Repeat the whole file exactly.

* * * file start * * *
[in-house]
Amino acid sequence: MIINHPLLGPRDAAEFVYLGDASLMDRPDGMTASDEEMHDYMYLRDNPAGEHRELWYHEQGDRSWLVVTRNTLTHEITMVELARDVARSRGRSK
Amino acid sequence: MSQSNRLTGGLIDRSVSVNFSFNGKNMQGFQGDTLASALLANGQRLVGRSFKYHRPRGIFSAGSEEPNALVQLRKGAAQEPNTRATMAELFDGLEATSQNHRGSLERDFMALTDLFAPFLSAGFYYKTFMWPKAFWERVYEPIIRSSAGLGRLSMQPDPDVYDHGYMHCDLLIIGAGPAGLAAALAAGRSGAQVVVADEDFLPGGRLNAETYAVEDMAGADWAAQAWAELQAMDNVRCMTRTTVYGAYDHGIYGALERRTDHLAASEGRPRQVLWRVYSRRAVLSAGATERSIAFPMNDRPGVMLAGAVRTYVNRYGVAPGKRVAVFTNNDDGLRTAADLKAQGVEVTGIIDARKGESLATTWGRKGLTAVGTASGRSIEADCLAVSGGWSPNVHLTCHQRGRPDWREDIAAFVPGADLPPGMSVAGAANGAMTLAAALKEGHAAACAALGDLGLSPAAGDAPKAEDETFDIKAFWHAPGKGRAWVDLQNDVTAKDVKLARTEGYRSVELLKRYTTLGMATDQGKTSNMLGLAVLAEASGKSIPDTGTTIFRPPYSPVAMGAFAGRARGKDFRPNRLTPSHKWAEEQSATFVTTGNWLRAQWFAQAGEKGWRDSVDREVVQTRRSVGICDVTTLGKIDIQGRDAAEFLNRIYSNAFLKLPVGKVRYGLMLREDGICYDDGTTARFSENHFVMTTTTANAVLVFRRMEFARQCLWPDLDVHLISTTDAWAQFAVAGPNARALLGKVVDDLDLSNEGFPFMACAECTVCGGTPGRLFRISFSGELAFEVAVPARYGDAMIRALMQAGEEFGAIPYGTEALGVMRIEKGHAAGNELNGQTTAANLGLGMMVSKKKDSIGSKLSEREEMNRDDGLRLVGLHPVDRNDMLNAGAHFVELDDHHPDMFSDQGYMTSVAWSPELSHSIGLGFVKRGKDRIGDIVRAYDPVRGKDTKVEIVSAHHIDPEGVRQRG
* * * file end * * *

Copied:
[in-house]
Amino acid sequence: MIINHPLLGPRDAAEFVYLGDASLMDRPDGMTASDEEMHDYMYLRDNPAGEHRELWYHEQGDRSWLVVTRNTLTHEITMVELARDVARSRGRSK
Amino acid sequence: MSQSNRLTGGLIDRSVSVNFSFNGKNMQGFQGDTLASALLANGQRLVGRSFKYHRPRGIFSAGSEEPNALVQLRKGAAQEPNTRATMAELFDGLEATSQNHRGSLERDFMALTDLFAPFLSAGFYYKTFMWPKAFWERVYEPIIRSSAGLGRLSMQPDPDVYDHGYMHCDLLIIGAGPAGLAAALAAGRSGAQVVVADEDFLPGGRLNAETYAVEDMAGADWAAQAWAELQAMDNVRCMTRTTVYGAYDHGIYGALERRTDHLAASEGRPRQVLWRVYSRRAVLSAGATERSIAFPMNDRPGVMLAGAVRTYVNRYGVAPGKRVAVFTNNDDGLRTAADLKAQGVEVTGIIDARKGESLATTWGRKGLTAVGTASGRSIEADCLAVSGGWSPNVHLTCHQRGRPDWREDIAAFVPGADLPPGMSVAGAANGAMTLAAALKEGHAAACAALGDLGLSPAAGDAPKAEDETFDIKAFWHAPGKGRAWVDLQNDVTAKDVKLARTEGYRSVELLKRYTTLGMATDQGKTSNMLGLAVLAEASGKSIPDTGTTIFRPPYSPVAMGAFAGRARGKDFRPNRLTPSHKWAEEQSATFVTTGNWLRAQWFAQAGEKGWRDSVDREVVQTRRSVGICDVTTLGKIDIQGRDAAEFLNRIYSNAFLKLPVGKVRYGLMLREDGICYDDGTTARFSENHFVMTTTTANAVLVFRRMEFARQCLWPDLDVHLISTTDAWAQFAVAGPNARALLGKVVDDLDLSNEGFPFMACAECTVCGGTPGRLFRISFSGELAFEVAVPARYGDAMIRALMQAGEEFGAIPYGTEALGVMRIEKGHAAGNELNGQTTAANLGLGMMVSKKKDSIGSKLSEREEMNRDDGLRLVGLHPVDRNDMLNAGAHFVELDDHHPDMFSDQGYMTSVAWSPELSHSIGLGFVKRGKDRIGDIVRAYDPVRGKDTKVEIVSAHHIDPEGVRQRG